Bread study outcome: CSE welcomes FSSAIâ€™s ban on potassium bromate
The FSSAI banned the use of potassium bromate across the country, in its latest notice issued on June 20, 2016, for operationalisation of standards for food additives.
“We are happy to know that the FSSAI has banned the use of potassium bromate. Our study on bread last month raised this issue and FSSAI had announced to ban it soon. We welcome the prompt action. The chemical was banned in most parts of the world but allowed in India until now. The new law will reduce public health risk from a possible cancer-causing chemical,” said Chandra Bhushan, deputy director general, CSE.
“We had also recommended a ban on the use of potassium iodate as a flour treatment agent in bread-making. The industry has already declared not to use both these chemicals in public interest. We hope that the FSSAI soon prohibits use of potassium iodate as well,” adds Bhushan.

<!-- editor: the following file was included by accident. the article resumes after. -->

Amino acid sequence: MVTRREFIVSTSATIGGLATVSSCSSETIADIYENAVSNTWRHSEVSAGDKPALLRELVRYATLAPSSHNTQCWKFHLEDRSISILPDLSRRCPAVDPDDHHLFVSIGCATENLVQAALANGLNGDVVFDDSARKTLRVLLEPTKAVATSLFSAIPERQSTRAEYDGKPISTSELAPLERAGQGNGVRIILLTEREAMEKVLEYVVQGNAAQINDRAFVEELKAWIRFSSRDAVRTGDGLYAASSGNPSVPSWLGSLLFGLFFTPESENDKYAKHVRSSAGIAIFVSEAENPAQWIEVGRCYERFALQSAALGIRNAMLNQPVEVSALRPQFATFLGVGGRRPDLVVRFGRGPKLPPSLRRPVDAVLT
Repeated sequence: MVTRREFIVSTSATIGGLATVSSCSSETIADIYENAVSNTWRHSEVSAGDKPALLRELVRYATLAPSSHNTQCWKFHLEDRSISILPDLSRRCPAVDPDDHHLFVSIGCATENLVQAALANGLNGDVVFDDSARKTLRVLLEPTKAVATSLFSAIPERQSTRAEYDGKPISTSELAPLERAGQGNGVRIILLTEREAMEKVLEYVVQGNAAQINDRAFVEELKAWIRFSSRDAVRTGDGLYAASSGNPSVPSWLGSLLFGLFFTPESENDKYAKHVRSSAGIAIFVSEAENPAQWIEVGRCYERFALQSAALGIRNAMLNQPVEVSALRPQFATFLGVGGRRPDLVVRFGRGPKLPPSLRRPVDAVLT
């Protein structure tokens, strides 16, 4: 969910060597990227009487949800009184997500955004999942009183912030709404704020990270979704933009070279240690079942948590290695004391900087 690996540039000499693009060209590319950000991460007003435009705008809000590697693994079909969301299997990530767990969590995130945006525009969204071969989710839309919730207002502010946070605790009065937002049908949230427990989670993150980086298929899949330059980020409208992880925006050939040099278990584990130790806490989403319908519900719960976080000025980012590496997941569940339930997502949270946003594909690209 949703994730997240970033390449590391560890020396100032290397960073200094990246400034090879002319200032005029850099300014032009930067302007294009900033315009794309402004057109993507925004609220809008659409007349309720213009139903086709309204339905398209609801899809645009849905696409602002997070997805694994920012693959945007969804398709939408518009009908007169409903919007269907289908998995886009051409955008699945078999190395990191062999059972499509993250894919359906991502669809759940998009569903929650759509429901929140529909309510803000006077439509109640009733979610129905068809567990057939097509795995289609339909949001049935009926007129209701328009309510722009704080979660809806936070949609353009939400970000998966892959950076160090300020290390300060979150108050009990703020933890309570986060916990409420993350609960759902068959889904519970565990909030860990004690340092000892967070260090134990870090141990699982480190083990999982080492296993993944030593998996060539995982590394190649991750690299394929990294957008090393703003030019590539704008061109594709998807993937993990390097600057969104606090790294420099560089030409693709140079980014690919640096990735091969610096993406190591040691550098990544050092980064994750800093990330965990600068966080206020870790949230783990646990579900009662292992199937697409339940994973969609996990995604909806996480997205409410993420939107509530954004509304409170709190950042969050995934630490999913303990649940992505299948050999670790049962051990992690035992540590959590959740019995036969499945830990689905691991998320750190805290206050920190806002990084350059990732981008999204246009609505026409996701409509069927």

A CSE study in May 2016 had highlighted the use and presence of residues of potassium bromate and/or potassium iodate in bread-making in India. These chemicals have been banned in several countries worldwide due to their possible adverse health effects. Potassium bromate is a known possible cancer-causing chemical. Use of Potassium iodate in bread can lead to excess iodine intake which could be linked to certain thyroid-related diseases.
Subsequently, the All India Bread Manufacturer’s Association representing the organised industry had declared its intention to withdraw the use of potassium bromate and potassium iodate in bread-making.